Tributes came from around the world at the news of the passing of ArchBishop Desmond Mpilo Tutu, Sunday, December 26, 2021.
Long heralded and respected as a hero in the fight against apartheid, the Bishop was 90.
A South African Anglican bishop of Lesotho and the first Black General Secretary of the South African Council of Churches, the Nobel Peace Prize winner and U.S. Presidential Medal of Freedom recipient was a “bundle of energy and inspiration” according to Congresswoman Eddie Bernice Johnson (D-Texas), who had come to know him over the years.
“He was very outgoing and not shy of sharing his opinions on justice and fairness,” she told Texas Metro News. “South Africa and the world will miss him.”
In addition to social media postings globally from President Joe and First Lady Jill Biden, Queen Elizabeth, Prince Harry and Meghan Markle, and former President Barack and Michelle Obama as well as many others, locally the impact of his death was expressed also.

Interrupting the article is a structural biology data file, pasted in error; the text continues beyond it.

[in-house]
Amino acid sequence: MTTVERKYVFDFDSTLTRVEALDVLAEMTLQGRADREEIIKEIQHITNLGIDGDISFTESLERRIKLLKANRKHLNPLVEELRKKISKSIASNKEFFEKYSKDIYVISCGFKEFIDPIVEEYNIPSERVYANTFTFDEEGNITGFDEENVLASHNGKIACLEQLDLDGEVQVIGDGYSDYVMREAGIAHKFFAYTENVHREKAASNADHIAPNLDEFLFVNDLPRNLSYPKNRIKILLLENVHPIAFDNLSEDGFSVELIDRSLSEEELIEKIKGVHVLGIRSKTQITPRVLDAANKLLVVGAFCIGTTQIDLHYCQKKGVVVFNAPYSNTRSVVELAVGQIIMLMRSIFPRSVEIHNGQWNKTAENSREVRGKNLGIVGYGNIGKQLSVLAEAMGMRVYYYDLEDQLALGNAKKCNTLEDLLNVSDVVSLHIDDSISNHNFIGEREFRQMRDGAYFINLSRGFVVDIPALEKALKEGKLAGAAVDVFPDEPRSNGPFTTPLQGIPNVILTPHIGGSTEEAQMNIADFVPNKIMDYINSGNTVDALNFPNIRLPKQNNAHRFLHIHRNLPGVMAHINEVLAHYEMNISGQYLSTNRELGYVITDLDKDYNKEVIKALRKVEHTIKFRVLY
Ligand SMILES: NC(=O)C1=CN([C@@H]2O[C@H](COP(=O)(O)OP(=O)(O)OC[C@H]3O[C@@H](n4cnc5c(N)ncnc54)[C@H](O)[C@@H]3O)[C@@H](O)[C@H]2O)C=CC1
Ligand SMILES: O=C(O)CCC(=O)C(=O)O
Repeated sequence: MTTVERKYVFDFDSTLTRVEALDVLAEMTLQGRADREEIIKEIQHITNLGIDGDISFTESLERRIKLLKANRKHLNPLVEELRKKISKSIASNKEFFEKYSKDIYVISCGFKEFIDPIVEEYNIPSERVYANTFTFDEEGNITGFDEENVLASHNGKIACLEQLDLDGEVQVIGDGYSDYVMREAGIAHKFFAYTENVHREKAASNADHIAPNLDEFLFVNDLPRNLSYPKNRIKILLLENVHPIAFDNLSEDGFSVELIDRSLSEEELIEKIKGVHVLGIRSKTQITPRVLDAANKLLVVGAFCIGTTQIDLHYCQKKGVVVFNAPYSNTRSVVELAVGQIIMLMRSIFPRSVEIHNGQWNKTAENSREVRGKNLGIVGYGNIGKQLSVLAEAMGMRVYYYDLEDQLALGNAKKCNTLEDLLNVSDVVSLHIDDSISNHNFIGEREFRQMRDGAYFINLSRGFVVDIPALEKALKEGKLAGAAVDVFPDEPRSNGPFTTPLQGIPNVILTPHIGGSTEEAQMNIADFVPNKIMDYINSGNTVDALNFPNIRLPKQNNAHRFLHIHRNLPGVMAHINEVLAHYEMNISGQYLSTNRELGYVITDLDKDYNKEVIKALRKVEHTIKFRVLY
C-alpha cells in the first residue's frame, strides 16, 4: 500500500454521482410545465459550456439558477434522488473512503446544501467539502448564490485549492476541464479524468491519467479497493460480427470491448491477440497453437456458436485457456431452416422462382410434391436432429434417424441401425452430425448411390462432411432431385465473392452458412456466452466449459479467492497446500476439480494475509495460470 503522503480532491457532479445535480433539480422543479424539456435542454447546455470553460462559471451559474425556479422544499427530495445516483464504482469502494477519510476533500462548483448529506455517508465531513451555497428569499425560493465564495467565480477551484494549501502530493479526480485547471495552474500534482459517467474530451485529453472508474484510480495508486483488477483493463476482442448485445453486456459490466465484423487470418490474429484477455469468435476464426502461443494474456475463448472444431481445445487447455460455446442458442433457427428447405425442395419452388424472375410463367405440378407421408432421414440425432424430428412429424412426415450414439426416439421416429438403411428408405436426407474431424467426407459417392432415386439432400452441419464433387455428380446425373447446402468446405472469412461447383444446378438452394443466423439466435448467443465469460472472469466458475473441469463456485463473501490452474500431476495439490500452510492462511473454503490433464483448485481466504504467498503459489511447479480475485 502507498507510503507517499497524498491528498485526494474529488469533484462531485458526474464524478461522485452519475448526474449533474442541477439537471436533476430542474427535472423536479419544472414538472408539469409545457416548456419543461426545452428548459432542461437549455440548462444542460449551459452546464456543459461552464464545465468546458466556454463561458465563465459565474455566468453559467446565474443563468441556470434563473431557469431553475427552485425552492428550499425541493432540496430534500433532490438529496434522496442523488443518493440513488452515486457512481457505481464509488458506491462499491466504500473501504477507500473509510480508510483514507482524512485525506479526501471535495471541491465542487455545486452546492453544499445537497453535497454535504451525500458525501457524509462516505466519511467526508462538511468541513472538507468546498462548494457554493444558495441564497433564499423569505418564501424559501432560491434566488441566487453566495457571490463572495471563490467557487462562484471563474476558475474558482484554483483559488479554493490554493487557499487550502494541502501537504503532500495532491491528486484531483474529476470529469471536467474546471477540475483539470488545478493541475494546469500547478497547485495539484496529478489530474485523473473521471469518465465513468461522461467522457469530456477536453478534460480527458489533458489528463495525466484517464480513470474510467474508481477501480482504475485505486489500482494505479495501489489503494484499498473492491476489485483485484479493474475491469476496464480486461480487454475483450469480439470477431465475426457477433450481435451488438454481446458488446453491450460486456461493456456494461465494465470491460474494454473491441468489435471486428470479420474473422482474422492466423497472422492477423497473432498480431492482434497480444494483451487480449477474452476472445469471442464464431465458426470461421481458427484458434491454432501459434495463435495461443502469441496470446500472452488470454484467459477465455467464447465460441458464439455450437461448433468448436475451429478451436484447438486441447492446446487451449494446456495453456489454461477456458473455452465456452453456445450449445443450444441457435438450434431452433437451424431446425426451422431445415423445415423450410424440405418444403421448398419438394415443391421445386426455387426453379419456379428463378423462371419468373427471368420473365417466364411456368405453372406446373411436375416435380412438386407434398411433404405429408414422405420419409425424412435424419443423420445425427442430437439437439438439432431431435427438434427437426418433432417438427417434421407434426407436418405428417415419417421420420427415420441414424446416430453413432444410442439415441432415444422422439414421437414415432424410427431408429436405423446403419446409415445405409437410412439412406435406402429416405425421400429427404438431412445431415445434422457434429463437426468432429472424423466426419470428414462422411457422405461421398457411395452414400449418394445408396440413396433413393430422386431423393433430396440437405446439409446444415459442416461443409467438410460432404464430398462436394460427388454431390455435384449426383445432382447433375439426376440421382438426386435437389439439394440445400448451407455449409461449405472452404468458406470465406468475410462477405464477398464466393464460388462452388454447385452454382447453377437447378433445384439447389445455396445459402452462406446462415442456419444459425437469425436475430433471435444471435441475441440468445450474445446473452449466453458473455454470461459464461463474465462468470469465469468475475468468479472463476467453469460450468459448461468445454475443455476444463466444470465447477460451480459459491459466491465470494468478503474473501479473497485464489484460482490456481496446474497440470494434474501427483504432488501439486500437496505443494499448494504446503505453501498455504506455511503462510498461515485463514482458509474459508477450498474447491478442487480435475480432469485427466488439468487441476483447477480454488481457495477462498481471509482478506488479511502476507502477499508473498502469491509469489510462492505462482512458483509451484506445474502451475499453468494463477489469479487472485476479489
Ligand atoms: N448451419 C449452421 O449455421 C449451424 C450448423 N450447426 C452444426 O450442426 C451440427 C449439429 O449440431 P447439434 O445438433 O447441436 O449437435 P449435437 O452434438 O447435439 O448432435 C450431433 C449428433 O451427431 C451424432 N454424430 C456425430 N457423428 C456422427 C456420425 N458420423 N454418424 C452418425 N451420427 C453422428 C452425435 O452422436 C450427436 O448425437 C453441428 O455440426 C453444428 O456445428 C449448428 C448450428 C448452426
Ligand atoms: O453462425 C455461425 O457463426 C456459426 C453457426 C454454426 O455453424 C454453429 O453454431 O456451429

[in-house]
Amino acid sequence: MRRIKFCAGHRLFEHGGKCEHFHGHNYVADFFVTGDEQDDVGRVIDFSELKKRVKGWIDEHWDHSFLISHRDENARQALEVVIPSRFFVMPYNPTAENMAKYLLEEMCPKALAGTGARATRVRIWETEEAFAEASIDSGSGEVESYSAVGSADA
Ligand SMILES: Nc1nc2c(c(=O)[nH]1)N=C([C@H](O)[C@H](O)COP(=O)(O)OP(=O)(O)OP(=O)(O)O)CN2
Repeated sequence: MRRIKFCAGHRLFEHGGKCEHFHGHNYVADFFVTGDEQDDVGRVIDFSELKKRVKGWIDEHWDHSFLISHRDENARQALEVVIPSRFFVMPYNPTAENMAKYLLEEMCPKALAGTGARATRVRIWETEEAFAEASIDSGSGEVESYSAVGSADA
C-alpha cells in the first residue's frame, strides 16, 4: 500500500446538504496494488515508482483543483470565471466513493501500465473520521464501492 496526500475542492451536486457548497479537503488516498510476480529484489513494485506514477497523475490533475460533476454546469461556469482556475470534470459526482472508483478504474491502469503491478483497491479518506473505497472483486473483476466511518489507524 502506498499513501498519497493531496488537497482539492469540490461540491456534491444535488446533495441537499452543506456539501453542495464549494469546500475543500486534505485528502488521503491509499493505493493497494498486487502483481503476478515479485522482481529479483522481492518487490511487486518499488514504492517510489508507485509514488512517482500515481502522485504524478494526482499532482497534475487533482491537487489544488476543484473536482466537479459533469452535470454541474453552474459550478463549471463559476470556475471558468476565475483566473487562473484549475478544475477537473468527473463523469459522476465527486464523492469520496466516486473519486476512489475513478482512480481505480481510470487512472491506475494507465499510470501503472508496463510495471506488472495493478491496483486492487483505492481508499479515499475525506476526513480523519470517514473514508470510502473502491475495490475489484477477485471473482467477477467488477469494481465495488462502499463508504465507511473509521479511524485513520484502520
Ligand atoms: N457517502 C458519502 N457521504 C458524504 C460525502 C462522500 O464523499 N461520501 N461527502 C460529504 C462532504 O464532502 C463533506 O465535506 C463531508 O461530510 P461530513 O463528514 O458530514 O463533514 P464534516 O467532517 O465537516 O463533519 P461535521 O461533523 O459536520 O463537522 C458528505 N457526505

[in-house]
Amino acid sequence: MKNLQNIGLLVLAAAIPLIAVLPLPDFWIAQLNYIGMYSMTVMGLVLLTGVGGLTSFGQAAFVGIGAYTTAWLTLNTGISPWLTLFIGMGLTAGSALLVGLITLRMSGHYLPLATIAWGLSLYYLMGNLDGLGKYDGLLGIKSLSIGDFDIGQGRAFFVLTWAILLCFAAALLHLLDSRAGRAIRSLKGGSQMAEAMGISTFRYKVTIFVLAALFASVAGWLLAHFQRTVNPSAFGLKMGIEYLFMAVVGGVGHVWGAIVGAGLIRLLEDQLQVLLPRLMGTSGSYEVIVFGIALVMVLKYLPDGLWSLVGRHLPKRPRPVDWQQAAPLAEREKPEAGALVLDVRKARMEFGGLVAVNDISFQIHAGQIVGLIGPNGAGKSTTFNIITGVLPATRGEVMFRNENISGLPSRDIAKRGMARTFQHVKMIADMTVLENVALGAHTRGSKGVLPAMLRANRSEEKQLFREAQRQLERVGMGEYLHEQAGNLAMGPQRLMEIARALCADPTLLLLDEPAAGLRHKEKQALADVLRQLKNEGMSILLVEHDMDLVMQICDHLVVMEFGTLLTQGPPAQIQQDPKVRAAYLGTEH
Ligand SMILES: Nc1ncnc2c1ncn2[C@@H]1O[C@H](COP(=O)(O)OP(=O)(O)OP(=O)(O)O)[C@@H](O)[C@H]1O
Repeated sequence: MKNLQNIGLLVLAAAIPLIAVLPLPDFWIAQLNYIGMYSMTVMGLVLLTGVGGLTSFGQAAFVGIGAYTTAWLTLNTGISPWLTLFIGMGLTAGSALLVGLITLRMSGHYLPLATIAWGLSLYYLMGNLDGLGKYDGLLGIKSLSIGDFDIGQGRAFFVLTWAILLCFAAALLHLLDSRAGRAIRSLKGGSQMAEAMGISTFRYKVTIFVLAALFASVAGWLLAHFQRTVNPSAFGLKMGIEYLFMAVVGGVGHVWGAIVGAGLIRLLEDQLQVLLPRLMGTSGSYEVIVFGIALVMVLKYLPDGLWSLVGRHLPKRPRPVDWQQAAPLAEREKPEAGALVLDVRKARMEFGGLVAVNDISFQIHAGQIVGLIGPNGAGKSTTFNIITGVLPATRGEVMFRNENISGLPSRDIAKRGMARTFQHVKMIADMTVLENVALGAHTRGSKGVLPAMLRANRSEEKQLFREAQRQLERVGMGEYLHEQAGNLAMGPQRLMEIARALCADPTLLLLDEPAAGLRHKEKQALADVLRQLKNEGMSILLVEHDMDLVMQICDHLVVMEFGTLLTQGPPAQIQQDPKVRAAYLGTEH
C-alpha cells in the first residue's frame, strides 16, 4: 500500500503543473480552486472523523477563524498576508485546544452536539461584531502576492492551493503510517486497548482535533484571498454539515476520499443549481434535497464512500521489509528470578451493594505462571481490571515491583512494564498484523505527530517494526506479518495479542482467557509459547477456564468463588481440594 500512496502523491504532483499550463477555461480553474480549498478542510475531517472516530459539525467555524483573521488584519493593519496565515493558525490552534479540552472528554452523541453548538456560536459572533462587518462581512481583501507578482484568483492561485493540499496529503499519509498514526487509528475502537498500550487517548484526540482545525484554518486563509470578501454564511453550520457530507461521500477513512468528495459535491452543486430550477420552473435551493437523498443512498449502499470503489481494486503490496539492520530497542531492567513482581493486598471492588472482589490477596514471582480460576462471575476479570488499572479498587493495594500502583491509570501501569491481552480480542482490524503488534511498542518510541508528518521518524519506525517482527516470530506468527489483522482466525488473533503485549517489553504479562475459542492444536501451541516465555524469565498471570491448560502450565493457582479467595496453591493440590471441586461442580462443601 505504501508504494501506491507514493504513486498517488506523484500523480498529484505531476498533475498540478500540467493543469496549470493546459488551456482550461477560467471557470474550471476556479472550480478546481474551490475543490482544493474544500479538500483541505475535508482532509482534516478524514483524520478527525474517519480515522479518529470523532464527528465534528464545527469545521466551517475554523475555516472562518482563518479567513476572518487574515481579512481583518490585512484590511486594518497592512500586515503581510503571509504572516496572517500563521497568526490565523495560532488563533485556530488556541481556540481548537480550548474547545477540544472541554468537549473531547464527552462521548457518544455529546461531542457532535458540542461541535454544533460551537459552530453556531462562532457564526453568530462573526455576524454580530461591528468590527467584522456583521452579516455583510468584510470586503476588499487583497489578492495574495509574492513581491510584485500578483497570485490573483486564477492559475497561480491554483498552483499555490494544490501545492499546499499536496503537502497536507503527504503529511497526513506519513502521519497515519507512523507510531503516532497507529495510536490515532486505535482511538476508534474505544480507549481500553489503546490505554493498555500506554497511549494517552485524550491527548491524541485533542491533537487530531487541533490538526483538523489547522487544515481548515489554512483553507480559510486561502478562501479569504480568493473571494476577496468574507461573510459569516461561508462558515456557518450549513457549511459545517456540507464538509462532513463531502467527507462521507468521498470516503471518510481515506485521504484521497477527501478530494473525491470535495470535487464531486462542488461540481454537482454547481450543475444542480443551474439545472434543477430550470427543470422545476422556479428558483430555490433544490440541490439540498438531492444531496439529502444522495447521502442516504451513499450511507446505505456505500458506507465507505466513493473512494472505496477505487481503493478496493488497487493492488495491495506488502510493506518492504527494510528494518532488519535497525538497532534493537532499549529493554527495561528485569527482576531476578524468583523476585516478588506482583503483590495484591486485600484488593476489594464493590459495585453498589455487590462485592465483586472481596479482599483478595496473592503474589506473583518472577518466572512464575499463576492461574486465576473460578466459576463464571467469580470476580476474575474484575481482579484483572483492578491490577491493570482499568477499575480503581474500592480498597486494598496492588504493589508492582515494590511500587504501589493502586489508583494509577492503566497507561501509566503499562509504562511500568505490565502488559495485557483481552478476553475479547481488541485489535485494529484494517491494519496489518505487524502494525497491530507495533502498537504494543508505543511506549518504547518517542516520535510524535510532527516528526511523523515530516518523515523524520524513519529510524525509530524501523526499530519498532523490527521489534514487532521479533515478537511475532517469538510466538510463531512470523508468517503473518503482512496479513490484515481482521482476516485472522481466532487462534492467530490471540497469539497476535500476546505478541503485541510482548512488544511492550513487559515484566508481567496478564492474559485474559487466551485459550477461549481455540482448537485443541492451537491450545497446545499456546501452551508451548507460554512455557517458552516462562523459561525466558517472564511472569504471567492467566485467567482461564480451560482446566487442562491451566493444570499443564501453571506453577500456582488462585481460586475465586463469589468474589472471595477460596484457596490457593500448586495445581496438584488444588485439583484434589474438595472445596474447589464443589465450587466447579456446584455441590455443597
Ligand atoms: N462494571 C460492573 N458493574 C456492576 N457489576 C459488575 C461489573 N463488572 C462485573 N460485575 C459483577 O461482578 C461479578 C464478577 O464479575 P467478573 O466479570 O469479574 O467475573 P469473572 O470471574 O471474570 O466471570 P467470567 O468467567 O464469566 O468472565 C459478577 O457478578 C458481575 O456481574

“The world has lost a great warrior in the battle for justice and equality for all God’s children,” said former Texas State Representative Helen Giddings, who was the Honorary Consul South Africa and also spent time with the Bishop. “His love for his brothers and sisters knew no borders or race.
Among earthly beings he had few equals. He never hesitated to speak truth to power.”
South African President Nelson Mandela appointed him to head the Truth and Reconciliation Commission and according to Ms. Giddings, that was a role that “no one else could have successfully chaired,” to investigate allegations of human rights abuses during the apartheid era.
A former high school teacher following in his father’s footsteps, the Bishop was born October 7, 1921 in Klerksdorp, Transvaal (South Africa). He received several degrees, earned and honorary.
The Bishop authored or co-authored several publications: The Divine Intention (1982), a collection of lectures; Hope and Suffering (1983), a collection of sermons; No Future Without Forgiveness (1999), a memoir; God Has a Dream: A Vision of Hope for Our Time (2004), a collection of personal reflections; and Made for Goodness: And Why This Makes All the Difference (2010), reflections on his beliefs about human nature.
He is survived by wife Nomalizo Leah Tutu and four children, Trevor Thamsanqa Tutu, Naomi Nontombi Tutu, Theresa Thandeka Tutu and Tutu van Furth.